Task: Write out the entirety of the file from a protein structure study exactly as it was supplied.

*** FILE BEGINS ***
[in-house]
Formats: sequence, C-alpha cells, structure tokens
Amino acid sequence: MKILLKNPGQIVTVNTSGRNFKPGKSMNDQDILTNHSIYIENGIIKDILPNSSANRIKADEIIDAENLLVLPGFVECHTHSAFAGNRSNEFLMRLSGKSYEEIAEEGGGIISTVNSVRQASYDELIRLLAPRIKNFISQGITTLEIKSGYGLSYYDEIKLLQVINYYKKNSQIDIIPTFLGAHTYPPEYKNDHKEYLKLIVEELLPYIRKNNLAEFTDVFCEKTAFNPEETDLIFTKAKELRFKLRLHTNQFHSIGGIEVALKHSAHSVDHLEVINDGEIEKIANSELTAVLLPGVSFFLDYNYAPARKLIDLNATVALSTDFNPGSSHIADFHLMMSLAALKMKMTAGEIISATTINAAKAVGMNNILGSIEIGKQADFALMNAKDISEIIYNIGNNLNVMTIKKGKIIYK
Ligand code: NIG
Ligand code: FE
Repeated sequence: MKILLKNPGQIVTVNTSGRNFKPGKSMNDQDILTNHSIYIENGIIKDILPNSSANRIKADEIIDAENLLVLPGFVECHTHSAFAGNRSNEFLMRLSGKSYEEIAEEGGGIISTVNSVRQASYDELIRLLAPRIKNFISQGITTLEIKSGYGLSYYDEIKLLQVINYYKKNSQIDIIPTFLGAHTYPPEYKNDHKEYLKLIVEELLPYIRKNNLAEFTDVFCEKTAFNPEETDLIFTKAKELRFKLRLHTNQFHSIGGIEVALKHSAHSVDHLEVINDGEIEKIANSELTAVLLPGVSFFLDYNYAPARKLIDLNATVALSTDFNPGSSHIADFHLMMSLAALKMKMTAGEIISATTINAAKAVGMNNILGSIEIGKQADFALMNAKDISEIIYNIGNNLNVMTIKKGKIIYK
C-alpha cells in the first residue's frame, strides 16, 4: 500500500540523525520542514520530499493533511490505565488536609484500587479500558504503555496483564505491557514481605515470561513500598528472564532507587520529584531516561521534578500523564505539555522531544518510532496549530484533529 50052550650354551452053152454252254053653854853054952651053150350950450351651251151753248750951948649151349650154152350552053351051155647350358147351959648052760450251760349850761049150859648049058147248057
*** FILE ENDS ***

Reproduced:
[in-house]
Formats: sequence, C-alpha cells, structure tokens
Amino acid sequence: MKILLKNPGQIVTVNTSGRNFKPGKSMNDQDILTNHSIYIENGIIKDILPNSSANRIKADEIIDAENLLVLPGFVECHTHSAFAGNRSNEFLMRLSGKSYEEIAEEGGGIISTVNSVRQASYDELIRLLAPRIKNFISQGITTLEIKSGYGLSYYDEIKLLQVINYYKKNSQIDIIPTFLGAHTYPPEYKNDHKEYLKLIVEELLPYIRKNNLAEFTDVFCEKTAFNPEETDLIFTKAKELRFKLRLHTNQFHSIGGIEVALKHSAHSVDHLEVINDGEIEKIANSELTAVLLPGVSFFLDYNYAPARKLIDLNATVALSTDFNPGSSHIADFHLMMSLAALKMKMTAGEIISATTINAAKAVGMNNILGSIEIGKQADFALMNAKDISEIIYNIGNNLNVMTIKKGKIIYK
Ligand code: NIG
Ligand code: FE
Repeated sequence: MKILLKNPGQIVTVNTSGRNFKPGKSMNDQDILTNHSIYIENGIIKDILPNSSANRIKADEIIDAENLLVLPGFVECHTHSAFAGNRSNEFLMRLSGKSYEEIAEEGGGIISTVNSVRQASYDELIRLLAPRIKNFISQGITTLEIKSGYGLSYYDEIKLLQVINYYKKNSQIDIIPTFLGAHTYPPEYKNDHKEYLKLIVEELLPYIRKNNLAEFTDVFCEKTAFNPEETDLIFTKAKELRFKLRLHTNQFHSIGGIEVALKHSAHSVDHLEVINDGEIEKIANSELTAVLLPGVSFFLDYNYAPARKLIDLNATVALSTDFNPGSSHIADFHLMMSLAALKMKMTAGEIISATTINAAKAVGMNNILGSIEIGKQADFALMNAKDISEIIYNIGNNLNVMTIKKGKIIYK
C-alpha cells in the first residue's frame, strides 16, 4: 500500500540523525520542514520530499493533511490505565488536609484500587479500558504503555496483564505491557514481605515470561513500598528472564532507587520529584531516561521534578500523564505539555522531544518510532496549530484533529 50052550650354551452053152454252254053653854853054952651053150350950450351651251151753248750951948649151349650154152350552053351051155647350358147351959648052760450251760349850761049150859648049058147248057